#  include "MagickCore/magick-config.h"
           ^
<unknown>:0: error: could not build Objective-C module 'MagickWand'

But maybe this helps you get on the right track?

(Jeremy David Giesbrecht) #4

Note that unsafe flags are not viable for a package vending a library. From SE‐238:

Products that contain a target which uses an unsafe flag will be ineligible to act as a dependency for other packages.

If you can reduce your absolute paths down to simple library names like this example in the llbuild repository, then you can translate them into the package manifest like this. But if you cannot first remove the absolute paths from your script, then I do not think you can move them to the manifest either.

(Jeremy David Giesbrecht) #5

ImageMagick appears to be written in C. Since it’s licence appears to permit it, as long as you include the licence and proper attribution, you could probably copy the source of a particular release into a subdirectory of your package and set it up as a C target. That is one possibility for ridding yourself of the need for absolute paths.

(Daniel R) #6

@SDGGiesbrecht ooo - this example was super helpful. I embedded the MagickWand and MagickCore headers into my target's include dir, and now I'm down to just one command line param: swift build -Xlinker -L/usr/local/Cellar/imagemagick/7.0.8-42/lib Nice!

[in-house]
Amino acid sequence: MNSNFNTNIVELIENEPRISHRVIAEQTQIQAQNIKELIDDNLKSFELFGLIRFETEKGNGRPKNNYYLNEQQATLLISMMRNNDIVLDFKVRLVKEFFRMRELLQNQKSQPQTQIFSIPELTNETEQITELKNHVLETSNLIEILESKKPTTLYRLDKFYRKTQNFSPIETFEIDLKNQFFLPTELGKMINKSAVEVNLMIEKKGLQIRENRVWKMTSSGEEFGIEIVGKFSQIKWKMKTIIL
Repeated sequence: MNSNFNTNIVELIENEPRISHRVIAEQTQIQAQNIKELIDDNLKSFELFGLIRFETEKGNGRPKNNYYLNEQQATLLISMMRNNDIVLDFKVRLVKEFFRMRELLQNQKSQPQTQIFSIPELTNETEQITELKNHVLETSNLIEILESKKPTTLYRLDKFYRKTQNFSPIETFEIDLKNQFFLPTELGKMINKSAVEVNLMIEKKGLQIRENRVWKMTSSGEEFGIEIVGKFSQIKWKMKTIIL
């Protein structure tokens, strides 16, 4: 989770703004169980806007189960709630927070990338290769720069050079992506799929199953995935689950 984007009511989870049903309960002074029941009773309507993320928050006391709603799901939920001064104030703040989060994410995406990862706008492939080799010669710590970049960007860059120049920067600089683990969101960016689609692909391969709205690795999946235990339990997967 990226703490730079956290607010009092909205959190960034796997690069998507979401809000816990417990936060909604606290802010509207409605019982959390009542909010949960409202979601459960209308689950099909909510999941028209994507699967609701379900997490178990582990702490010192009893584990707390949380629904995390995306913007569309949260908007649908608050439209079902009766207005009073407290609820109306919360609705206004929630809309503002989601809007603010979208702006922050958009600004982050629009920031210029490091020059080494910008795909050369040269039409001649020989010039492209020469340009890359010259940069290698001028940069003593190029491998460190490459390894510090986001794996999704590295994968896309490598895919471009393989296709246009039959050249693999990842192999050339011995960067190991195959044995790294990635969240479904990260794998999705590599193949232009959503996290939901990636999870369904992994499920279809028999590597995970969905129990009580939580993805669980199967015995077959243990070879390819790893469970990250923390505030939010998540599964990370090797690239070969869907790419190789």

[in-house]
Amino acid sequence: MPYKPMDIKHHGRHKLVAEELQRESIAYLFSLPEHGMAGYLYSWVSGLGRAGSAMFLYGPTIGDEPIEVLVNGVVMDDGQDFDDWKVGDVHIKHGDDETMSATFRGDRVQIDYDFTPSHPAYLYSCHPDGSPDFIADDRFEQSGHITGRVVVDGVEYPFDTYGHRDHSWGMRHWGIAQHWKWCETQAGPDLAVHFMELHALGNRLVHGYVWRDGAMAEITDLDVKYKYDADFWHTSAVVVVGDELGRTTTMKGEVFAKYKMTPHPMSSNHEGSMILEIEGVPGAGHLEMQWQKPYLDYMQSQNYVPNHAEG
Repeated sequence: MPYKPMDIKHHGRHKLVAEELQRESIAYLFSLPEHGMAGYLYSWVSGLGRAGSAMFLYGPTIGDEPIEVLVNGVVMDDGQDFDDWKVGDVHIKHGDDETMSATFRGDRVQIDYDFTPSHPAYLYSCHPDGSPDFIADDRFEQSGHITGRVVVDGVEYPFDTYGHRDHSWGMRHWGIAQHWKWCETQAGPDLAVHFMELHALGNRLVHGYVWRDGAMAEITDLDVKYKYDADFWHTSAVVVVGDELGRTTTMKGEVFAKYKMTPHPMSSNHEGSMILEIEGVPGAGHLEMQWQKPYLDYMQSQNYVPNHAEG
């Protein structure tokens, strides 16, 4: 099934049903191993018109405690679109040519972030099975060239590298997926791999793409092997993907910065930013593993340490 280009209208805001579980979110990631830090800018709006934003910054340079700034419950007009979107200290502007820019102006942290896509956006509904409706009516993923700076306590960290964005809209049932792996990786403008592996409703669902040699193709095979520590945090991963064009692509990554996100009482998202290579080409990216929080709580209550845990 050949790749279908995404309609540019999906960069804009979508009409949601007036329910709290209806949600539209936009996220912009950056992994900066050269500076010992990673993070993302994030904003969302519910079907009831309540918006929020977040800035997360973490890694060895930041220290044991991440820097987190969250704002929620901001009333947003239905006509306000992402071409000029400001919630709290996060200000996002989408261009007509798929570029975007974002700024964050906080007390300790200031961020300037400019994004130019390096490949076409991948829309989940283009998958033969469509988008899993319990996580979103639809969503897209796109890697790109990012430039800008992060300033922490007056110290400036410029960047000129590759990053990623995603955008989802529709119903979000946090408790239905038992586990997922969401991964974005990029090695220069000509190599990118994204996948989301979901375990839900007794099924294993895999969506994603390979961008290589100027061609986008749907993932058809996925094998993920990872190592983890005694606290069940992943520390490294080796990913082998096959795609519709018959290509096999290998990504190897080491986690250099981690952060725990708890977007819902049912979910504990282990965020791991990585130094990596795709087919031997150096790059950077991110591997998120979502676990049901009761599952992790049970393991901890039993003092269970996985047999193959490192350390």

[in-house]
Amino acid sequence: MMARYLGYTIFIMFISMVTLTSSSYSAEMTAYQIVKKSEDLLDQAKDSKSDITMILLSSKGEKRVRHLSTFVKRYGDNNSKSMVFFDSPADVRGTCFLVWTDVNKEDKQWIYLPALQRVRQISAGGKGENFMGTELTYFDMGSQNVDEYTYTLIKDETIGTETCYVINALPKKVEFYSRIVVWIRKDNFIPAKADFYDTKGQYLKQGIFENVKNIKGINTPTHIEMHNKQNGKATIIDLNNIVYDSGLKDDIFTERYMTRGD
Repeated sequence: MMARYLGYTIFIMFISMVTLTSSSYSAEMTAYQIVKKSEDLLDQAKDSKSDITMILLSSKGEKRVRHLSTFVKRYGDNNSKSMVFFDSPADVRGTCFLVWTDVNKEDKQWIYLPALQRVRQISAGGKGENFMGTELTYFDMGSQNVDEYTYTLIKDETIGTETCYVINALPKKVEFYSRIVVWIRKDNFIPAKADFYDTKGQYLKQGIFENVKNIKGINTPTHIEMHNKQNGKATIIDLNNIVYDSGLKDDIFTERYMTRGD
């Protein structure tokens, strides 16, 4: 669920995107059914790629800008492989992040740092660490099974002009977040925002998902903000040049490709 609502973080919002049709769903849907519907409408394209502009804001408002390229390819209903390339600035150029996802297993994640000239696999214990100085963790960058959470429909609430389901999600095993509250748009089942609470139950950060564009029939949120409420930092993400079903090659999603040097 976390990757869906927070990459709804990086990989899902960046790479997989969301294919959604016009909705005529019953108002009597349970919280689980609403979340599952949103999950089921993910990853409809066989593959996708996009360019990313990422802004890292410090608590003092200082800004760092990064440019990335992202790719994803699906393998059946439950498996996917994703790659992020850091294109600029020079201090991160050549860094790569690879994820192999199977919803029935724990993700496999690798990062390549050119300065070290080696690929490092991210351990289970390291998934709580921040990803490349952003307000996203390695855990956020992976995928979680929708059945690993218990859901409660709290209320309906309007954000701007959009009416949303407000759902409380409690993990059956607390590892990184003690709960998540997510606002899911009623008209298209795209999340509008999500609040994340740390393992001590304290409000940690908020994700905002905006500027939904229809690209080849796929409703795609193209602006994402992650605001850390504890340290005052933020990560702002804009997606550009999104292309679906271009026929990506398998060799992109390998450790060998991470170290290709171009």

I can futher simplify it to swift build -Xlinker $(pkg-config --libs-only-L MagickWand) See this branch for updates: https://github.com/danramteke/MagickBird/tree/embedded-headers

However it looks like the cSettings package setting isn't working? I get the following warning when I build. "you should set MAGICKCORE_QUANTUM_DEPTH to sensible default set it to configure time default" The warning is only suppressed when I add -Xcc -DMAGICKCORE_QUANTUM_DEPTH=16 to the end of my swift build invocation.

When I add --verbose, I can see that the cSettings target setting only appears once (right after -fmodules-cache-path) however flags added using -Xcc appear twice (right after -fmodules-cache-path and again at the very end of the invocation after -color-diagnostics)

@ole thanks, as @SDGGiesbrecht mentioned, I would like to avoid unsafe flags.

(Jeremy David Giesbrecht) #7

I have not looked at it closely, but is this what you are running into? (from SE‐238 again)

Define (C/CXX)

[...]

Note: It is not recommended to use this setting for public headers as the target-specific settings are not imparted.

The linker flags are mostly intended for libraries that are a stable part of the operating system, whereas the C defines are mostly intended for C targets built from source within the package.

Since ImageMagick is not part of the OS, it may be more reliable to embed not just its headers, but basically the entire ImageMagick repository inside your package by copying the source from a stable release. As I said above, with proper attribution, it’s licence allows it. Here is an example which uses that same strategy to embed CMark. (While it is tempting to use a Git submodule instead of copying the files into the project, that runs into trouble once someone else is trying to use your package as a dependency.)